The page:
- For a domestic chemical manufacturer it will be essential to get an early start at identifying all of the substances the company manufactured for a non-exempt commercial purpose since June 2006. This task may be complicated for companies that have undergone mergers, acquisitions or other reorganizations since 2006. In addition, this effort might be especially complex for companies that manufacture “class 2” or “UVCB” substances, if their manufacturing processes have changed in the intervening years.
- Companies that import or process chemical products (e.g., companies that use lubricants or adhesives in their manufacturing operations) may find compliance with the Inventory Reset rule to be problematic unless their suppliers are willing to share specific information on the composition / chemical identities of those products. Although the regulations include mechanisms to facilitate cooperation between importers/processors and their suppliers, these mechanisms ultimately depend on the cooperation of suppliers as well as the suppliers’ familiarity with TSCA nomenclature rules.
The Reset Rule requires reporting of information to the extent that it is known to or “reasonably ascertainable by” companies subject to the rule. In order to assure compliance with the rule, and to avoid interruption of critical business operations, manufacturers and processors will have to conduct a thorough review of their chemical processing and manufacture/import activities over the past ten years. Companies that conduct these types of reviews often find anomalies in how they have reported (or failed to report) on their chemical-related activities in the past. This is especially true for companies that have undergone mergers or acquisitions as well as companies that have changed their manufacturing processes over the years. For this reason, and because of the large penalties that are often assessed for TSCA violations, it is strongly advised that as part of their preparations for compliance with the Reset rule, companies undertake a systematic review of their operations in a manner that will allow them to avail themselves of EPA’s Audit Policy - and potentially obtain complete forgiveness of any penalties - if any reporting or other compliance anomalies are discovered as a result of conducting the type of investigation that’s required to comply with the Reset Rule.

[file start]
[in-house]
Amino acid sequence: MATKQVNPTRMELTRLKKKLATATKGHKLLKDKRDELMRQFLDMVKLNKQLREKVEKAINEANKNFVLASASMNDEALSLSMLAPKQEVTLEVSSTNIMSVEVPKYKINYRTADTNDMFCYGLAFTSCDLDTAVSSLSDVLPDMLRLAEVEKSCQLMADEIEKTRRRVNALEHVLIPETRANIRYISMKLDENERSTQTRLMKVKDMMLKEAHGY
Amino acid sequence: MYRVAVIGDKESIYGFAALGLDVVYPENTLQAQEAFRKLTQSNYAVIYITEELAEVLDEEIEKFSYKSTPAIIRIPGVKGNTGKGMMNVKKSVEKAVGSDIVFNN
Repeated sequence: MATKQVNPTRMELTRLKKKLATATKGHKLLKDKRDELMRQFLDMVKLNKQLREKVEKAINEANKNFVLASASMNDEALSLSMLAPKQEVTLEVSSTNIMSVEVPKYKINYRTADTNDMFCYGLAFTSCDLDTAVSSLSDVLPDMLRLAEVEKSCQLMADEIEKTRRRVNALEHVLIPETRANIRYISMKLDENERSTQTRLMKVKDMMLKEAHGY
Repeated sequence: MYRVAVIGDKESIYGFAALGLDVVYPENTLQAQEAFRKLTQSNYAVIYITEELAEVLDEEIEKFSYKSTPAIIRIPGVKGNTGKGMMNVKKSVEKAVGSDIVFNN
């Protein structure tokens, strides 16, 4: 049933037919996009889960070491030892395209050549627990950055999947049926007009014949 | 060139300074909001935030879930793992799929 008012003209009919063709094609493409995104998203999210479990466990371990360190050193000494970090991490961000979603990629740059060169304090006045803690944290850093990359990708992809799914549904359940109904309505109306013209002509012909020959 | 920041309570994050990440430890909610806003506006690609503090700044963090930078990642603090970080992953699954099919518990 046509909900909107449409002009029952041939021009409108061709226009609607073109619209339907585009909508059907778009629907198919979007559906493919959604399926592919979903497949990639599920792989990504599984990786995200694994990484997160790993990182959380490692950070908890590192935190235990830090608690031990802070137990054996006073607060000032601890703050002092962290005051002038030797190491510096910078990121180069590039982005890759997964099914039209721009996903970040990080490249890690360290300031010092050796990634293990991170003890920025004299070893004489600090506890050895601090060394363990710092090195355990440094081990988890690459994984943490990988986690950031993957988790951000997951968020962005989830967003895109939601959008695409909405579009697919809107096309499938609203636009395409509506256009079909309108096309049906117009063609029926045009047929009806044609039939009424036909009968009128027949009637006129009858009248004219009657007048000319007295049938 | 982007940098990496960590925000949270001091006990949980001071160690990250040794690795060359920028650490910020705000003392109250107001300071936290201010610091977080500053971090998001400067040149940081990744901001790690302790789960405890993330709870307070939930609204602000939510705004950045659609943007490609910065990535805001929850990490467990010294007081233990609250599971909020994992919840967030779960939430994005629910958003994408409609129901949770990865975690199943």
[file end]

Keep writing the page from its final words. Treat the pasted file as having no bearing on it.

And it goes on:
Loss of CBI Protection
The Reset Rule includes provisions for asserting and substantiating claims that certain reported information (e.g., specific chemical identity information) should be protected against public disclosure, as Confidential Business Information (CBI). However, the rule also contains several potential traps that might cause an unwary company to inadvertently lose CBI protection. Perhaps most significantly, the rule includes several exemptions from reporting for certain chemicals that will be deemed to be “active.” For example, substances that were reported for the Chemical Data Reporting rule in 2016 or 2012 are exempt from reporting under the Reset Rule. However, if a company takes advantage of this exemption and decides not to report a substance for the reset, the substance may lose any CBI protection it had previously.
As these examples illustrate, while the Inventory Reset Rule’s reporting requirements appear to be straightforward, the rule raises a number of complex compliance challenges. Companies that fail to adequately plan for, and execute, their obligations under the rule may face significant disruptions in their operations.